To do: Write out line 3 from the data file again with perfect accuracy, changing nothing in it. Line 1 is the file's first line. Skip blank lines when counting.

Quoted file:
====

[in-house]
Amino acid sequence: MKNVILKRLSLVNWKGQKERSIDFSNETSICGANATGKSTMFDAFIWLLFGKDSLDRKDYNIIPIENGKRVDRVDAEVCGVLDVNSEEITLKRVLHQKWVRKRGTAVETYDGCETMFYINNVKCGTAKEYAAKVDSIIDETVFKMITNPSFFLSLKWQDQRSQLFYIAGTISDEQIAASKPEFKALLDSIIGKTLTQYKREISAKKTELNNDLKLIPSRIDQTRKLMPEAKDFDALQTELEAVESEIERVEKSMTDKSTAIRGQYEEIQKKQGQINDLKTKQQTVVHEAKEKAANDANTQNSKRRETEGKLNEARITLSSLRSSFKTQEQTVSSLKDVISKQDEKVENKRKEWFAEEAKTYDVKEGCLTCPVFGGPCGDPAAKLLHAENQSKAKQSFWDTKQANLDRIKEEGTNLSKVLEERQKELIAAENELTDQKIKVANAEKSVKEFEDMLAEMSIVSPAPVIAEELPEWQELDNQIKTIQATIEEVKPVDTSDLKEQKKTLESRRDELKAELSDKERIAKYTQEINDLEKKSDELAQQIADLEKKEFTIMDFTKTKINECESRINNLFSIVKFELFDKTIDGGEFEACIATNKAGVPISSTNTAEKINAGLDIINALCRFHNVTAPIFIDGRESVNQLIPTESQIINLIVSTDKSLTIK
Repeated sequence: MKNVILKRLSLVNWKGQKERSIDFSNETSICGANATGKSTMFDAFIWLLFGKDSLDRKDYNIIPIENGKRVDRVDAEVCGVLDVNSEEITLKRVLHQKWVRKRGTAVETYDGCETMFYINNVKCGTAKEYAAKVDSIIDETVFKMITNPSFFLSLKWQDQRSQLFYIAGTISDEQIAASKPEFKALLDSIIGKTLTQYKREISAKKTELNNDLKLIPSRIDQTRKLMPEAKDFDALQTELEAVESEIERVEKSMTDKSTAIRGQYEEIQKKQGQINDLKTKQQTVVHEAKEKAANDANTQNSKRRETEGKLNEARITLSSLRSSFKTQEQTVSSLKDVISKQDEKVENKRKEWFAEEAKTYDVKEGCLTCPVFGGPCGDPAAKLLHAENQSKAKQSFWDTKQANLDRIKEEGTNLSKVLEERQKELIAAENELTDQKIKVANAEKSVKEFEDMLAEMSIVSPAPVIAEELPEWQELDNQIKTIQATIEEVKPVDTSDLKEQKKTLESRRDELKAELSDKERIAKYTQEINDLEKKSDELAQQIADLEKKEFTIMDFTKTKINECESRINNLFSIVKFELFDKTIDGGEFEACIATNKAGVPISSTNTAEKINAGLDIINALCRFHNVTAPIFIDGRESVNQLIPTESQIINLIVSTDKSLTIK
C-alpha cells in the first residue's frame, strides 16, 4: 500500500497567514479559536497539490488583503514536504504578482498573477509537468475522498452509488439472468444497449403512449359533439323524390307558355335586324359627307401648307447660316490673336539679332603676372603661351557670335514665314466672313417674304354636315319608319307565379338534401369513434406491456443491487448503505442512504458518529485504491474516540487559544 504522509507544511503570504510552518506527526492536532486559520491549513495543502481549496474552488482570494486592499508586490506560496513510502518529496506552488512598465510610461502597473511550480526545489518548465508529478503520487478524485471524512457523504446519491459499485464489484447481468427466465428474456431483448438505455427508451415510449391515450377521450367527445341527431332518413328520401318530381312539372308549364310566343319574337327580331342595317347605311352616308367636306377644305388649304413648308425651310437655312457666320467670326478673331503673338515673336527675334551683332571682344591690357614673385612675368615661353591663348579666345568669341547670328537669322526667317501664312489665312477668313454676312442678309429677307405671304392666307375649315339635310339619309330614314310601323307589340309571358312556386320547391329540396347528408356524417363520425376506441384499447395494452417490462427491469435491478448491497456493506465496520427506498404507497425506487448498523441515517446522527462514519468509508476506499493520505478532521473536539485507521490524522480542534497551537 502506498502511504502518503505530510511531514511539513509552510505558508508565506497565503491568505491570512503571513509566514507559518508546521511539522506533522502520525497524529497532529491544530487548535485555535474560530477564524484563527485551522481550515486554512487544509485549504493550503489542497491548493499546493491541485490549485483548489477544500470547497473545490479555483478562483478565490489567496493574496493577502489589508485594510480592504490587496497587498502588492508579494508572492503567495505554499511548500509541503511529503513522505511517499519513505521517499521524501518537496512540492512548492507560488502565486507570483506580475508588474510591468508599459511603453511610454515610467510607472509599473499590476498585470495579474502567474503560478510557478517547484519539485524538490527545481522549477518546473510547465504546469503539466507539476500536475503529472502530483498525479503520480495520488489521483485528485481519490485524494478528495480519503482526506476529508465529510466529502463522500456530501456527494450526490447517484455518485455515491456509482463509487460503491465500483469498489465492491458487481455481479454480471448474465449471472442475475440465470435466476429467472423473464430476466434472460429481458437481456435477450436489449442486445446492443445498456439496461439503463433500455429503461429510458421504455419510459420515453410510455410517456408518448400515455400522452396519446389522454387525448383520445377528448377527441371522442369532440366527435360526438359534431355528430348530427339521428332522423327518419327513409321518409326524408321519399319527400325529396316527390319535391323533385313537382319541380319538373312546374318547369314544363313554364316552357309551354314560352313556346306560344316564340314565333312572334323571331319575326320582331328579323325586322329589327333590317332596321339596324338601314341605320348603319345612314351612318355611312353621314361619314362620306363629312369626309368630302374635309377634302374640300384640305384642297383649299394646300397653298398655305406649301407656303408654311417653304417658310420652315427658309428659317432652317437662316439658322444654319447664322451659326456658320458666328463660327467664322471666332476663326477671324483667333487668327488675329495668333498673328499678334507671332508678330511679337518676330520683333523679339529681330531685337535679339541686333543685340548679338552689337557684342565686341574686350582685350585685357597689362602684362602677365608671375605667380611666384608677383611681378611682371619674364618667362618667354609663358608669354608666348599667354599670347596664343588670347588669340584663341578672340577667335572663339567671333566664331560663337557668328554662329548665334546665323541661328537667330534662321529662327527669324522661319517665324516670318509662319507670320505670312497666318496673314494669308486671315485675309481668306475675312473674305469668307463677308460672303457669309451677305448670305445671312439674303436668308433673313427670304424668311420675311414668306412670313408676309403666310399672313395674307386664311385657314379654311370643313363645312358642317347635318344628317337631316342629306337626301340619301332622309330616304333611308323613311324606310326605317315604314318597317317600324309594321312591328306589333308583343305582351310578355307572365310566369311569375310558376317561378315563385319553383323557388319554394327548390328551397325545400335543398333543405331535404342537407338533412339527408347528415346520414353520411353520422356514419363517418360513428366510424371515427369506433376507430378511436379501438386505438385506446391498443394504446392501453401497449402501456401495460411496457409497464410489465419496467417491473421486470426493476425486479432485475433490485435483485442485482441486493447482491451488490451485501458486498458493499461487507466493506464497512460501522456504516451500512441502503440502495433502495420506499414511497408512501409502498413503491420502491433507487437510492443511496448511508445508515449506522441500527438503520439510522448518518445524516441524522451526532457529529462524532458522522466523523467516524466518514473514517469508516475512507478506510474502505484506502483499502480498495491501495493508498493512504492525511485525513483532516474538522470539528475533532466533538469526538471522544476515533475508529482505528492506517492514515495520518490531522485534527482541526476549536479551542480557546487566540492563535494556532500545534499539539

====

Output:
Repeated sequence: MKNVILKRLSLVNWKGQKERSIDFSNETSICGANATGKSTMFDAFIWLLFGKDSLDRKDYNIIPIENGKRVDRVDAEVCGVLDVNSEEITLKRVLHQKWVRKRGTAVETYDGCETMFYINNVKCGTAKEYAAKVDSIIDETVFKMITNPSFFLSLKWQDQRSQLFYIAGTISDEQIAASKPEFKALLDSIIGKTLTQYKREISAKKTELNNDLKLIPSRIDQTRKLMPEAKDFDALQTELEAVESEIERVEKSMTDKSTAIRGQYEEIQKKQGQINDLKTKQQTVVHEAKEKAANDANTQNSKRRETEGKLNEARITLSSLRSSFKTQEQTVSSLKDVISKQDEKVENKRKEWFAEEAKTYDVKEGCLTCPVFGGPCGDPAAKLLHAENQSKAKQSFWDTKQANLDRIKEEGTNLSKVLEERQKELIAAENELTDQKIKVANAEKSVKEFEDMLAEMSIVSPAPVIAEELPEWQELDNQIKTIQATIEEVKPVDTSDLKEQKKTLESRRDELKAELSDKERIAKYTQEINDLEKKSDELAQQIADLEKKEFTIMDFTKTKINECESRINNLFSIVKFELFDKTIDGGEFEACIATNKAGVPISSTNTAEKINAGLDIINALCRFHNVTAPIFIDGRESVNQLIPTESQIINLIVSTDKSLTIK